I'll also be concerned about potential runoff and its effect on our marine environments. From a purely selfish standpoint, rapid runoff will increase sediment concentrations in the water and greatly reduce visibility... and my ability to bring back good footage to show you. Looking at it from a "big picture" perspective, increased sediments can be devastating to our wonderful giant kelp forests. Sand and silt particles may be abrasive to the highly sensitive young stages of kelp, causing many to die. Large quantities of silt can actually cover these tiny microscopic stages and smother them out. Should they grow successfully, the increased turbidity from the sediments can greatly reduce light available for them to photosynthesize and grow.
So there are linkages between the fire and the marine environment you might not have considered. The dive park's water (oh, and the rest of the Pacific Ocean it's "attached" to) helped save our homes. Good management of the burn areas topside can make a difference between success and failure of the kelp forests that draw many of our visitors to the island. Oh, by the way... I checked the dive park again today (Sunday). The water level was already back up to the stairs so our visiting divers should have great conditions when they return!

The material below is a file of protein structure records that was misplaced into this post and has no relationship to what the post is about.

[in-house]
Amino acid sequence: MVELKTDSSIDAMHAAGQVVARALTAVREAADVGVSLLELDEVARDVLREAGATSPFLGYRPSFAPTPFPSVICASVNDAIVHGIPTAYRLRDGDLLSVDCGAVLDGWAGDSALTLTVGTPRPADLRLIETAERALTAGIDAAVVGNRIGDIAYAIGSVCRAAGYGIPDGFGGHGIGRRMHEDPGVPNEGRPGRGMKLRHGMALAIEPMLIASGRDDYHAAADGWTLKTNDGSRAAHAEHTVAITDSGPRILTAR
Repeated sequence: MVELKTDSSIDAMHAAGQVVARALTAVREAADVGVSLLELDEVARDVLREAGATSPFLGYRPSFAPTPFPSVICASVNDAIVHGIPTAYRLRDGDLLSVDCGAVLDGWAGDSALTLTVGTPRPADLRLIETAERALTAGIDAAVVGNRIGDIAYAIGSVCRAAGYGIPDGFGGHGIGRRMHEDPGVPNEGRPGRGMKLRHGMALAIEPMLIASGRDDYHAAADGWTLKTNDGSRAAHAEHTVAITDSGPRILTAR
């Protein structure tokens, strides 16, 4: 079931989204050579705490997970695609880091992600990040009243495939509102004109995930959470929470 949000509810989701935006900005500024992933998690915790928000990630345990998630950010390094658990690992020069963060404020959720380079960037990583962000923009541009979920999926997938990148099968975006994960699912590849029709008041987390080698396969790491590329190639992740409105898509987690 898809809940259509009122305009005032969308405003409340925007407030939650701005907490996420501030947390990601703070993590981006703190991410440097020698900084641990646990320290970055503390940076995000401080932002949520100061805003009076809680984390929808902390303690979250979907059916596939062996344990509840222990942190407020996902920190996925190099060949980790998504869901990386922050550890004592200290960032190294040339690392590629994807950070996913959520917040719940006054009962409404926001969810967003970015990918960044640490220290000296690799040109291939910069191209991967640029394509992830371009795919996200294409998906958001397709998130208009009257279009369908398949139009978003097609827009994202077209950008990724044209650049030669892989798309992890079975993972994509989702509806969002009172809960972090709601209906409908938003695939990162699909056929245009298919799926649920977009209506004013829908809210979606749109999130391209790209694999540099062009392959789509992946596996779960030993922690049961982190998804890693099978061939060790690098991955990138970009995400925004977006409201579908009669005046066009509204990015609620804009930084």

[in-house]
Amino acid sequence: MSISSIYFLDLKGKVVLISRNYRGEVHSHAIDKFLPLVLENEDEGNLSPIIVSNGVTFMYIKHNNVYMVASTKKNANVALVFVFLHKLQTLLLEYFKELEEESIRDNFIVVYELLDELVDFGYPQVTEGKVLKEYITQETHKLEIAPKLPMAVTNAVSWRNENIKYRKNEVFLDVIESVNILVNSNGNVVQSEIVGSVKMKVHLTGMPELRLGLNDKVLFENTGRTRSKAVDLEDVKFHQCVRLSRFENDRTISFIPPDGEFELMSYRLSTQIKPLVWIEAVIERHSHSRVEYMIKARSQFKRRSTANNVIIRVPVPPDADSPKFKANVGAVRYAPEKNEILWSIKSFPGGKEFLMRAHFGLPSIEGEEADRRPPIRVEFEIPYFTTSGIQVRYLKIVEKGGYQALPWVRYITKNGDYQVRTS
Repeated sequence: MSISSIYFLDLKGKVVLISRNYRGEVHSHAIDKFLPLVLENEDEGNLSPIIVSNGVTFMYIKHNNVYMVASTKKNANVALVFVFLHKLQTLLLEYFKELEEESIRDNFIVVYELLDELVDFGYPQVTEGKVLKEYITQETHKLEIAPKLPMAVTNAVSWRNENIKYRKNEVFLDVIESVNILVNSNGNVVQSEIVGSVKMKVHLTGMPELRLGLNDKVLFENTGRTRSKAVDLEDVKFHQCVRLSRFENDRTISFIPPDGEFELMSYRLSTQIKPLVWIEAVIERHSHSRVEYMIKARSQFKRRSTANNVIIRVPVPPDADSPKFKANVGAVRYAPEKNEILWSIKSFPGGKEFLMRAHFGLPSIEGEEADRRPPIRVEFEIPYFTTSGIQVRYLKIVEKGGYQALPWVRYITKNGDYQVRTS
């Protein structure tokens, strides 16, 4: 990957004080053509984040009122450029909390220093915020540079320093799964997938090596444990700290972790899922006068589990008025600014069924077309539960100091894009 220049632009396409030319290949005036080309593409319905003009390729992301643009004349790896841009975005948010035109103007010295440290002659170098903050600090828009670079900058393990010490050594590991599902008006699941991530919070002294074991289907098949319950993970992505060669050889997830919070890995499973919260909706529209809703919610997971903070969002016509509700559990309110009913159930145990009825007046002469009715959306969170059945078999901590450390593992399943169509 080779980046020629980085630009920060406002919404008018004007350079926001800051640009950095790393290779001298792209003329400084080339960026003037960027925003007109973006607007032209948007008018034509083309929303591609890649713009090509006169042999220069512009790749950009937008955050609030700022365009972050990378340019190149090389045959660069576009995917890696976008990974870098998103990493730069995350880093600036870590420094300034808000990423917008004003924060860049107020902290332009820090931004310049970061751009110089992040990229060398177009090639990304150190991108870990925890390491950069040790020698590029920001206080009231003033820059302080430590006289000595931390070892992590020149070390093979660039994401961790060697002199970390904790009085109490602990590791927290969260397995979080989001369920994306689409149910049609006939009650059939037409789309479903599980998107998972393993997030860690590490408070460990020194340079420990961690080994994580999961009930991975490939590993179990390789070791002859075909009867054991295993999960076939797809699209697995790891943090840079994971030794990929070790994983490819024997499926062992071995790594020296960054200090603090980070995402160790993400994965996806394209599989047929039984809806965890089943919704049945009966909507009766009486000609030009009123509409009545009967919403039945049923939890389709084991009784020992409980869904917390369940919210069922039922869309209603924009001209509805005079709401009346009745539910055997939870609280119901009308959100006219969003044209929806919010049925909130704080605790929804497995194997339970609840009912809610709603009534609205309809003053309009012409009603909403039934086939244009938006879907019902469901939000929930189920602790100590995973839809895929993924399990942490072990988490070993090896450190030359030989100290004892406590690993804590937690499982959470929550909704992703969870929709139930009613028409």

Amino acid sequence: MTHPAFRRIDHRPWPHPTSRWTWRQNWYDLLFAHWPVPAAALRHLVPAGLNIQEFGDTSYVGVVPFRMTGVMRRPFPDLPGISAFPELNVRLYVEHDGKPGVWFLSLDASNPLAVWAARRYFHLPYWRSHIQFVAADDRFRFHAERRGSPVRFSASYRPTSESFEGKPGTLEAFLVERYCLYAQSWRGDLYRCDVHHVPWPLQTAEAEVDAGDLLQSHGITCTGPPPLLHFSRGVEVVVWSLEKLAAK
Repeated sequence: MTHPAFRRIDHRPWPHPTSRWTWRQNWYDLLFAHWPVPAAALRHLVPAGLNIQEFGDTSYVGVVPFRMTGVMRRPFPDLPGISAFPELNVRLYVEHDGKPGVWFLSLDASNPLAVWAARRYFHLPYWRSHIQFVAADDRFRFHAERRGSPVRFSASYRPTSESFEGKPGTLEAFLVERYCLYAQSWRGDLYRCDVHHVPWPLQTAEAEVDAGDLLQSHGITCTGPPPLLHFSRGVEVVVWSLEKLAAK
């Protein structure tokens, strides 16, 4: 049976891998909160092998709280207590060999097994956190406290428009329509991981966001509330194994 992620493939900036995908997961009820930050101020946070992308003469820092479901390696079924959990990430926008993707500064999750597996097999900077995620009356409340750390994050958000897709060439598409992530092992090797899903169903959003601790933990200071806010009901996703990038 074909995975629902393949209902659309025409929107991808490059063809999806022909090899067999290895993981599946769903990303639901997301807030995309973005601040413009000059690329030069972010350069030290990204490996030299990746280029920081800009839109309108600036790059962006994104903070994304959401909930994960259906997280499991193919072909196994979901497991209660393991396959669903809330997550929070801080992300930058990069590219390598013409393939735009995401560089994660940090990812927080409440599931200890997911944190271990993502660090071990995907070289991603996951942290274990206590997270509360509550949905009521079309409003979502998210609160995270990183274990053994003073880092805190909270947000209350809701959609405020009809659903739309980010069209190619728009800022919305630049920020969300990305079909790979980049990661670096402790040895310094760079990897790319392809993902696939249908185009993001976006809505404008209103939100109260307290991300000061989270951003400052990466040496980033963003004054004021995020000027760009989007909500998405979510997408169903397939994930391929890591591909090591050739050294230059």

UPDATE: As of today (May 15th) the fire is 100% contained. It burned about 5,000 acres and involved nearly 800 firefighters and many other support personnel. The threat to Avalon ended Friday when the incredible efforts of local and other firefighters stopped what I thought might be certain destruction of a large part of our city. The fire still burned in many areas between Avalon and Echo Lake (near the Airport-in-the-Sky) including Toyon Canyon where I lived the first 10 years I was on the island. For those of you who have been to Toyon, apparently all the buildings of the old private school, now the Catalina Island Marine Institute, were spared thanks once again to incredible efforts by the firefighters.
The pictures below were taken Friday after the walls of flames (several fronts) entering lower Avalon Canyon were extinguished. Both of the lower pictures were taken from my deck and are of hot spots that flared up that afternoon but were put out. The one in the lower right is the flare up that threatened my house on the second day.
© 2007 Dr. Bill Bushing. Watch the "Dive Dry with Dr. Bill" underwater videos on Catalina Cable TV channel 49, 10:00 AM and 5:00 PM weekdays. Please help me climb out of self-imposed poverty... buy my "Munching and Mating in the Macrocystis," "Great White Sharks of Guadalupe," "Calimari Concupiscence: Mating Squid, " "Playful Pinnipeds: California Sea Lions," "Belize It or Not: Western Caribbean Invertebrates, Fish and Turtles," "Gentle Giants: Giant Sea Bass" or "Common Fish and Invertebrates of the Sea of Cortez" DVD's. Yes, take Dr. Bill home with you... we'll both be glad you did!
Sequence showing helicopter scooping up salt water from the dive park and dropping it near my house.
Thank you firefighters!!!
This document maintained by
Dr. Bill Bushing.
Material and images © 2006 Star Thrower Educational Multimedia